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June 6, 2020: Things that are blooming or almost blooming. Calendula. Borage. Cucumber. Comfrey. Carrot that I’m hoping to collect seeds from. Volunteer marigold.

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It was a real struggle to get out today. Haven’t been sleeping well. I’m having a hard time letting my kids out since that episode at the farm. SAD and PTSD set in almost same time so my boat was riding pretty low in the water. I could not bear going out in the garden to see what the newest destruction was. So I didn’t look. I avoided places I knew were going to be trouble. I filled my basket with artichokes, rhubarb and roses.

I lingered under the plum tree and savored the handful of lingon berries and raspberries I picked. I let me gaze just rest on the Jerusalem roses and tried to pull inward to block out the noise of the protest in the city. I watched the fog give way to the storm clouds hurrying through patches of blue and I decided to plant one more time. So I manured the bed, pulled two tubs of pole beans I was going to send off to Kat and set about, one hand after another then again with lettuce that had been forgotten in a flat. When the storm came, I let the tears mingle with the raindrops. I just stood there until I was soaked but yet cleared of all the negative feelings that had been building over the course of the week. There was no more fight trying to keep the good in the front, it all just became one and then went away. I gathered up my harvest basket and came inside. The dread and tightness, the fear and anxiety seem to have departed.

I had just stuck a few roses in a coca cola bottle and set in the window when some stragglers from the protest tried to enter the side gate of my garden. I will admit, the peace that I had was fleeting as I turned in to a rabid, protective animal, barking one syllable commands:NO! STOP! GO!GO! NO!. My eyes were probably bugging out of my head and more than likely looked as crazy as I felt. They backed off, confused, annoyed, and went back down towards city center. I don’t know their business, why they thought they could enter but the anger was so consuming there was no space for good manners on my part. Now I understand the reasoning why fences are going up like fortress barricades in my neighborhood at such a rapid pace. I don’t want to barricade. I just want peace of mind not giving piece of mind. I don’t want to be combative. I am a country person that is not adapting to city living and I don’t know as my little chickens can help.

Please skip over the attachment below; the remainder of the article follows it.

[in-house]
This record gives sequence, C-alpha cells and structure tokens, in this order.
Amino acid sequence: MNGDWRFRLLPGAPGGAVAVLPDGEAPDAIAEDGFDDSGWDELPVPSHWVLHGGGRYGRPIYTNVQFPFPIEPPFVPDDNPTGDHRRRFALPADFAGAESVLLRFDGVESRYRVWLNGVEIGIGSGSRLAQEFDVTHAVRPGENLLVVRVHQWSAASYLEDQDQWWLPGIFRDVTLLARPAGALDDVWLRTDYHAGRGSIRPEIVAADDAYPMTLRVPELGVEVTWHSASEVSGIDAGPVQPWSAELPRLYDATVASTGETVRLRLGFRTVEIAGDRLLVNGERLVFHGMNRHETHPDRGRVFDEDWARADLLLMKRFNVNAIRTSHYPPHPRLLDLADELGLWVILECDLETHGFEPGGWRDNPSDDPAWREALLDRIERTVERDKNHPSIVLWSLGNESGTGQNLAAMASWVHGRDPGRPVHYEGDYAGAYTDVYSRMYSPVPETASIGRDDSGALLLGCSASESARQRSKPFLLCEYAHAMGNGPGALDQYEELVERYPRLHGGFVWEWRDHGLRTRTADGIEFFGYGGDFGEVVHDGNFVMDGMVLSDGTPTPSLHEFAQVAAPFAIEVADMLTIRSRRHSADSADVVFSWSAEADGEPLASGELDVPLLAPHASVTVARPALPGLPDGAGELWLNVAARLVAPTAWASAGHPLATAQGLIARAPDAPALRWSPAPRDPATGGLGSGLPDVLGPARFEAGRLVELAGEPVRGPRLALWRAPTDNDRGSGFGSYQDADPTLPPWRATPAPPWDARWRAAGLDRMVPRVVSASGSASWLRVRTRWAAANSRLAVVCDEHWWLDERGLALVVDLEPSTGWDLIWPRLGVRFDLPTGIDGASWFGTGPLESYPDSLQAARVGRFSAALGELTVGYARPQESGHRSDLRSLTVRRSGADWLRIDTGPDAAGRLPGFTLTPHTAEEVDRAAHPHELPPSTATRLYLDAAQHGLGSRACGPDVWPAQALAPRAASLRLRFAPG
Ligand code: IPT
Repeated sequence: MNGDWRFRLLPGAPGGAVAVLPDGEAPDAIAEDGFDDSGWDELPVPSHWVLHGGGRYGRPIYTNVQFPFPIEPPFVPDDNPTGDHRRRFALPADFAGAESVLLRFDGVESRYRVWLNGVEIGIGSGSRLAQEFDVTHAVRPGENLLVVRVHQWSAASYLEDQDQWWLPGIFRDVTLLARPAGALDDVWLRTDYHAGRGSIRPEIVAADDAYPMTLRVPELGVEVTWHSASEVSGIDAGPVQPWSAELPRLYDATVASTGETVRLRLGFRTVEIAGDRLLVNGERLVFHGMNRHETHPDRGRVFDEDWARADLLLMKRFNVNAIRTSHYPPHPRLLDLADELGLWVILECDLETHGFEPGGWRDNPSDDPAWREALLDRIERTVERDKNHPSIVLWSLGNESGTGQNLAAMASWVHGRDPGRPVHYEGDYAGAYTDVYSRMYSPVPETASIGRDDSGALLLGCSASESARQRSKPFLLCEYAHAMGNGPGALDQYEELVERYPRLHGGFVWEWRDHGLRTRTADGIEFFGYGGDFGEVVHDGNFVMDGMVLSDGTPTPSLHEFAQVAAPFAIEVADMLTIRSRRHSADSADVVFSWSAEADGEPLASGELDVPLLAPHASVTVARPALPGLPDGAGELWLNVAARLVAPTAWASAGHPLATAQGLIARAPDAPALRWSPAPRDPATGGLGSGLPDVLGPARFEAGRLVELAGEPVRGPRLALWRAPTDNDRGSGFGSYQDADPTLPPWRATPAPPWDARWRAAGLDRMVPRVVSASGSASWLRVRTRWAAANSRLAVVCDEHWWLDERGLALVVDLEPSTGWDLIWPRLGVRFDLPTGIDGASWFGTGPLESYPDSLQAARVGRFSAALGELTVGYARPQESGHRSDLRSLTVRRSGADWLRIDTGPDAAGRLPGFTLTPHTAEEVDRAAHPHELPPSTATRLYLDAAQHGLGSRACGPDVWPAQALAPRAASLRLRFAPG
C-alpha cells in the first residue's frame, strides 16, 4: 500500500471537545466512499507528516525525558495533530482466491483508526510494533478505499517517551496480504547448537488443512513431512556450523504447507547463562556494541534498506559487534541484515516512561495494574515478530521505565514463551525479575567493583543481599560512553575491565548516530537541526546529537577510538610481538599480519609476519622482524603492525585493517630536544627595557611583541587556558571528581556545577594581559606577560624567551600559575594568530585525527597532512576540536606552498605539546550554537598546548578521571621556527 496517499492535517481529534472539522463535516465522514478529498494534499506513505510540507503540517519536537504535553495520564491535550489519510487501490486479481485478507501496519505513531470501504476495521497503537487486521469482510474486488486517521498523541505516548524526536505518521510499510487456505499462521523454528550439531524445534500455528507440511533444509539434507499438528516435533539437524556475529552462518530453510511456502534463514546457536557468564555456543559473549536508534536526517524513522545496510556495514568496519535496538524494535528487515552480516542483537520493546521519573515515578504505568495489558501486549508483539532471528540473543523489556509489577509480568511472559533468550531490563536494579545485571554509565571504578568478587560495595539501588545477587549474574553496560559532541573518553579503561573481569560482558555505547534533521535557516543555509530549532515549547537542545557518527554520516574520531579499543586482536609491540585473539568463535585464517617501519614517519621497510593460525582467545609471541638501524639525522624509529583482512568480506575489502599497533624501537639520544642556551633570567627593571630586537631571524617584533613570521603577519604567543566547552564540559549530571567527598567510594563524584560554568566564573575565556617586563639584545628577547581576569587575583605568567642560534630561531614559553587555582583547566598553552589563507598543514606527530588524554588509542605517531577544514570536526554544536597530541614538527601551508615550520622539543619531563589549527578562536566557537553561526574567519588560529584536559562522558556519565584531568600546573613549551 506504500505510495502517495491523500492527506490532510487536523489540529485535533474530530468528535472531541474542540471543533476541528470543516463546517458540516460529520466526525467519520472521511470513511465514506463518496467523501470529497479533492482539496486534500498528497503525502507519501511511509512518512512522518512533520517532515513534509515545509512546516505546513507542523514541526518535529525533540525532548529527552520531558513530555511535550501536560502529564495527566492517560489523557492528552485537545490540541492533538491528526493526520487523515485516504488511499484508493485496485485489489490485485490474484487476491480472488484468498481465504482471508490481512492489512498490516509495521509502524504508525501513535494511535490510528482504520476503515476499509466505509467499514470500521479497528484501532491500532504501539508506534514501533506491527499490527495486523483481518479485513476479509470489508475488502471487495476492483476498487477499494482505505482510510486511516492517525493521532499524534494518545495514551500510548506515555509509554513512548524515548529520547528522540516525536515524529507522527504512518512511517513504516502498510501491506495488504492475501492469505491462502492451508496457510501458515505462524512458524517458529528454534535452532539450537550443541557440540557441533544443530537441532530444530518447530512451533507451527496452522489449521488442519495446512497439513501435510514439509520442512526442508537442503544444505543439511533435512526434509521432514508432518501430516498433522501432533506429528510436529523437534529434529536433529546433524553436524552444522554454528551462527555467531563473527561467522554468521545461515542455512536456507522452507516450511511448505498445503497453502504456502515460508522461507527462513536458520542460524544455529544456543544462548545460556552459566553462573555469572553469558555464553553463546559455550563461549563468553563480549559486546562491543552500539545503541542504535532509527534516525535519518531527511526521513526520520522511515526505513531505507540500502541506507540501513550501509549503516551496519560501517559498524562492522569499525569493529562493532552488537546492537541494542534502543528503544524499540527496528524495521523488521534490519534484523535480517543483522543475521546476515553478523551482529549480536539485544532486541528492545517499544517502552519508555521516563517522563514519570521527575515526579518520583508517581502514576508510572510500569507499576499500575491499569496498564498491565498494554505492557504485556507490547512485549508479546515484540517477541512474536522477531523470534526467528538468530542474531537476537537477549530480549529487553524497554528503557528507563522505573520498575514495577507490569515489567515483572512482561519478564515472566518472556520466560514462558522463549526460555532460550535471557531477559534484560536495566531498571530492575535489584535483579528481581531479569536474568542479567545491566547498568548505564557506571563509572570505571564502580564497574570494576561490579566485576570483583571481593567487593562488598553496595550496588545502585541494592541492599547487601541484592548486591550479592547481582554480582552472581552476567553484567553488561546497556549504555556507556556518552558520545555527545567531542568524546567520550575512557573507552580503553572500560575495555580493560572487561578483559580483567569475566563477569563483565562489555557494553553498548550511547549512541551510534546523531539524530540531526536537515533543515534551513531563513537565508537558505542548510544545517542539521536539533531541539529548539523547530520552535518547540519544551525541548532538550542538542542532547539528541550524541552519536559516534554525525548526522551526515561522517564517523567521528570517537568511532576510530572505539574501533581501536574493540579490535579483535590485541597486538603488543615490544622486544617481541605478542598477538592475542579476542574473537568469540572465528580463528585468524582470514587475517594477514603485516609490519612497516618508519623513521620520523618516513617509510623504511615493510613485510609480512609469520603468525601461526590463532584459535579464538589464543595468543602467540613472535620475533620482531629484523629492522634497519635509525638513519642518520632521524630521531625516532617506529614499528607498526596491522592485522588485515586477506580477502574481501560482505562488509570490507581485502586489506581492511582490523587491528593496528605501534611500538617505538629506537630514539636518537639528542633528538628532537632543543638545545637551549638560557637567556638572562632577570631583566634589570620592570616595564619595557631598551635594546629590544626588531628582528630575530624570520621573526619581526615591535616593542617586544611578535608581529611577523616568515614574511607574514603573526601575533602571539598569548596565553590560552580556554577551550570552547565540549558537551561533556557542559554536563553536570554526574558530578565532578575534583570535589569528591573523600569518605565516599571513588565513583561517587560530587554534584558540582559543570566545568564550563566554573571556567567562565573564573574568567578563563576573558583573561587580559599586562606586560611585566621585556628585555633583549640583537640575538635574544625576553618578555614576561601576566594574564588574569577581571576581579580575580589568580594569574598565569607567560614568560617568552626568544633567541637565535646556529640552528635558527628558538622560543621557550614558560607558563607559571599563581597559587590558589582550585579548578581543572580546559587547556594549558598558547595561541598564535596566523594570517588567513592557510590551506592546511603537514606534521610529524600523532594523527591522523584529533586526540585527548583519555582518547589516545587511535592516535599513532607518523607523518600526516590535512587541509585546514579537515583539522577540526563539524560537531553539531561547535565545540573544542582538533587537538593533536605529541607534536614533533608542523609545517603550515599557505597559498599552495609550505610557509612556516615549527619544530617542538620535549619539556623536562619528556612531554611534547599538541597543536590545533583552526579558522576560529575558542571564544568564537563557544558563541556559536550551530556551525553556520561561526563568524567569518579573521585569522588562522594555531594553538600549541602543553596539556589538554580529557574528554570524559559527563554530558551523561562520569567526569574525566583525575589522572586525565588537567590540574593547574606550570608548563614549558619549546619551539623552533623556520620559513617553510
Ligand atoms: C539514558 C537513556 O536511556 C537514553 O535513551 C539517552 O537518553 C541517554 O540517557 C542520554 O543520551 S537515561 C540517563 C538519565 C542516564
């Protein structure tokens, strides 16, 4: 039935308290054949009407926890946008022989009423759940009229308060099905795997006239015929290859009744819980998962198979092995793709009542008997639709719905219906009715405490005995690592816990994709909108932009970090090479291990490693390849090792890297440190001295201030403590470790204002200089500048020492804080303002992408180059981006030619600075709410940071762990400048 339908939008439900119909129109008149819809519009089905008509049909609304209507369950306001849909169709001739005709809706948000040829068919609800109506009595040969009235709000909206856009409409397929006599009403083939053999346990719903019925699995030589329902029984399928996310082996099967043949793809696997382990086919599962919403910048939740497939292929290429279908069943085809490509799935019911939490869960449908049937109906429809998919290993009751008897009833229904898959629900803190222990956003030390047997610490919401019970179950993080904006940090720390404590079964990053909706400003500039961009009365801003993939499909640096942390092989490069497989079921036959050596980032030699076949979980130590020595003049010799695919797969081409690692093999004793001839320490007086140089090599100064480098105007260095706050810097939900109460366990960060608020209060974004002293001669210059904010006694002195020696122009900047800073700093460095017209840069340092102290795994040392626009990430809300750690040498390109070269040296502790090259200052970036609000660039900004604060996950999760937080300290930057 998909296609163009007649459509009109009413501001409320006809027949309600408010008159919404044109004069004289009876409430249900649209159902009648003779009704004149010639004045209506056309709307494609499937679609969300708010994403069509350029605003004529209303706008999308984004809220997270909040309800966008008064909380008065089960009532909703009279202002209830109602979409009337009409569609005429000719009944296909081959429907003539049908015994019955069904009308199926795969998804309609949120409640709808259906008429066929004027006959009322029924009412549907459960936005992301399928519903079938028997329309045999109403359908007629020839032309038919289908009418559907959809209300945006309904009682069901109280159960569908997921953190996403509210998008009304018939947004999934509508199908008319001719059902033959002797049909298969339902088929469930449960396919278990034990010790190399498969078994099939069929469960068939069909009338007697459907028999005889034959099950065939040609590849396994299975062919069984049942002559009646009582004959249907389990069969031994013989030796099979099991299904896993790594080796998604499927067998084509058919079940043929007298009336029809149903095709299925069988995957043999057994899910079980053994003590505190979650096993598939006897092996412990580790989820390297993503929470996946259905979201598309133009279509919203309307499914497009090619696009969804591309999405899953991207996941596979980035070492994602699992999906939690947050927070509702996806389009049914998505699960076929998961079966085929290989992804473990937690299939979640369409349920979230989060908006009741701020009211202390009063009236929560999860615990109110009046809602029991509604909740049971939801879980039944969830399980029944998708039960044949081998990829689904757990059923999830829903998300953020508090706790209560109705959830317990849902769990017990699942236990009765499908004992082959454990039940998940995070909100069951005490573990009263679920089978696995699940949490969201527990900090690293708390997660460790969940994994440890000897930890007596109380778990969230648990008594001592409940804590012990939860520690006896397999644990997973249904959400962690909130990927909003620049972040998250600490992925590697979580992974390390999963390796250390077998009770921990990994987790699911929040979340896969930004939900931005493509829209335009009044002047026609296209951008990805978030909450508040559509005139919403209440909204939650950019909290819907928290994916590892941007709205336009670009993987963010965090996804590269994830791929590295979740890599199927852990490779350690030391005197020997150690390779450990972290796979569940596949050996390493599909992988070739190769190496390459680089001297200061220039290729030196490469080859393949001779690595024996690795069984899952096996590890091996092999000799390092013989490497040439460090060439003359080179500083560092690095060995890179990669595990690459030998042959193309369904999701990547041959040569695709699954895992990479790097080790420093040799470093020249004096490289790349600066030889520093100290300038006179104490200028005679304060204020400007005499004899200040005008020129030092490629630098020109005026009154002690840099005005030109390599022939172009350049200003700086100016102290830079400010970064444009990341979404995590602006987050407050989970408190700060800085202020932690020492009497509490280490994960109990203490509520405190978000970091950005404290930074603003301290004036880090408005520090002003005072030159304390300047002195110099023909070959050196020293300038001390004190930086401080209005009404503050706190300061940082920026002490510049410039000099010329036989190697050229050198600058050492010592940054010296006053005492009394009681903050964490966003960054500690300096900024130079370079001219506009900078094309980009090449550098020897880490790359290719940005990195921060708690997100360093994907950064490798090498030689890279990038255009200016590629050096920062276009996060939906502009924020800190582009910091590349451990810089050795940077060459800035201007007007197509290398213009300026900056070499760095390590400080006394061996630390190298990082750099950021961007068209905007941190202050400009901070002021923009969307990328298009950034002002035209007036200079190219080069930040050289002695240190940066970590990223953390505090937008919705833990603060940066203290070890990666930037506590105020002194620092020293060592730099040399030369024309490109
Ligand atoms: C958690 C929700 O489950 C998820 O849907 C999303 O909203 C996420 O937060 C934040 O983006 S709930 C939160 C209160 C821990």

I have a new waterer for the chick babes. Its a gravity fed disc with a lipped bowl on the bottom. It stays cleaner and so far they haven’t figured out how to dislodge it. I am trying to handle them more because when I set them free into the bigger enclosure, they will not be as easy to handle without chasing them down and I’m not going to do that. I know they can move faster than me and I don’t want them to know that! Training them to come when I call for treats.

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“Echeviera Affinis”

#BlackLivesMatter #GardenersForBLM #HorticulturistsForBLM

We are slowly getting back into the saddle! As many Washington counties slowly move into Phase 2 opening, the blog will start to warm back up in posting it’s regular content as many garden nurseries open back up, or are increasing the amount of customers allowed on their premises. Thank you everyone for your patience through these uncertain times.

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Idk if “identifying seeds” is a thing, but!

I live in eastern Florida and these two seeds somehow made it into the birdbath in my backyard. I thought they’d drown, but they actually started sprouting(?)! There’s been so much rain that the water doesn’t go stagnant and it’s Florida, so plenty of sunshine.

Im curious to see how far they get, and what they’ll turn into! They’re reddish brown in color, smooth, and about the size of corn kernels, if slightly longer.

(Oh also the only plants near it is an oak tree, aside from my boring lawn)